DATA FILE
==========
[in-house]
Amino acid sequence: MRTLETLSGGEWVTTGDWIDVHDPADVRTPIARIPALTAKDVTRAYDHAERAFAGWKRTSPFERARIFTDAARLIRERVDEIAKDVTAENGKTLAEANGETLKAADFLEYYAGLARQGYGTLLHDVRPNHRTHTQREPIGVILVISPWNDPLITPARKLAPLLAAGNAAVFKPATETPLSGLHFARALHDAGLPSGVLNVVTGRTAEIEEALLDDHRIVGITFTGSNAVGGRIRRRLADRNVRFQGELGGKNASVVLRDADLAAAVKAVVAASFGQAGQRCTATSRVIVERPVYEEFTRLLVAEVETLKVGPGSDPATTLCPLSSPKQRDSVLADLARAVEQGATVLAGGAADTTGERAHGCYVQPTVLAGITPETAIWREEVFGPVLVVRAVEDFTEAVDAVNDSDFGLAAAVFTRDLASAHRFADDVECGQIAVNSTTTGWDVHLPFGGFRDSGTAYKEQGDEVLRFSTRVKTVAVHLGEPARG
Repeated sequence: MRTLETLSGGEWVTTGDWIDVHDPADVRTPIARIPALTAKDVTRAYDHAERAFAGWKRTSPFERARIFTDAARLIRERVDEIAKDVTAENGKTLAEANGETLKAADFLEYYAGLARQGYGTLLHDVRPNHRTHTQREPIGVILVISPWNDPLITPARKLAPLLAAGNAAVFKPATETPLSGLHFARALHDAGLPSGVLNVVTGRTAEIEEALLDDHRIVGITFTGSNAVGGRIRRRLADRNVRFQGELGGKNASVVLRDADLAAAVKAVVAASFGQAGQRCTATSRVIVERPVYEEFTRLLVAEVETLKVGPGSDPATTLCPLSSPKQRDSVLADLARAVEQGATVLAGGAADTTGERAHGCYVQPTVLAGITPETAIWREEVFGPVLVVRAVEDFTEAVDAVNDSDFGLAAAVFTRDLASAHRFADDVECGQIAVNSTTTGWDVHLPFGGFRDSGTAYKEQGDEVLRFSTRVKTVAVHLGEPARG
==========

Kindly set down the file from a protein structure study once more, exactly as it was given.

[in-house]
Amino acid sequence: MRTLETLSGGEWVTTGDWIDVHDPADVRTPIARIPALTAKDVTRAYDHAERAFAGWKRTSPFERARIFTDAARLIRERVDEIAKDVTAENGKTLAEANGETLKAADFLEYYAGLARQGYGTLLHDVRPNHRTHTQREPIGVILVISPWNDPLITPARKLAPLLAAGNAAVFKPATETPLSGLHFARALHDAGLPSGVLNVVTGRTAEIEEALLDDHRIVGITFTGSNAVGGRIRRRLADRNVRFQGELGGKNASVVLRDADLAAAVKAVVAASFGQAGQRCTATSRVIVERPVYEEFTRLLVAEVETLKVGPGSDPATTLCPLSSPKQRDSVLADLARAVEQGATVLAGGAADTTGERAHGCYVQPTVLAGITPETAIWREEVFGPVLVVRAVEDFTEAVDAVNDSDFGLAAAVFTRDLASAHRFADDVECGQIAVNSTTTGWDVHLPFGGFRDSGTAYKEQGDEVLRFSTRVKTVAVHLGEPARG
Repeated sequence: MRTLETLSGGEWVTTGDWIDVHDPADVRTPIARIPALTAKDVTRAYDHAERAFAGWKRTSPFERARIFTDAARLIRERVDEIAKDVTAENGKTLAEANGETLKAADFLEYYAGLARQGYGTLLHDVRPNHRTHTQREPIGVILVISPWNDPLITPARKLAPLLAAGNAAVFKPATETPLSGLHFARALHDAGLPSGVLNVVTGRTAEIEEALLDDHRIVGITFTGSNAVGGRIRRRLADRNVRFQGELGGKNASVVLRDADLAAAVKAVVAASFGQAGQRCTATSRVIVERPVYEEFTRLLVAEVETLKVGPGSDPATTLCPLSSPKQRDSVLADLARAVEQGATVLAGGAADTTGERAHGCYVQPTVLAGITPETAIWREEVFGPVLVVRAVEDFTEAVDAVNDSDFGLAAAVFTRDLASAHRFADDVECGQIAVNSTTTGWDVHLPFGGFRDSGTAYKEQGDEVLRFSTRVKTVAVHLGEPARG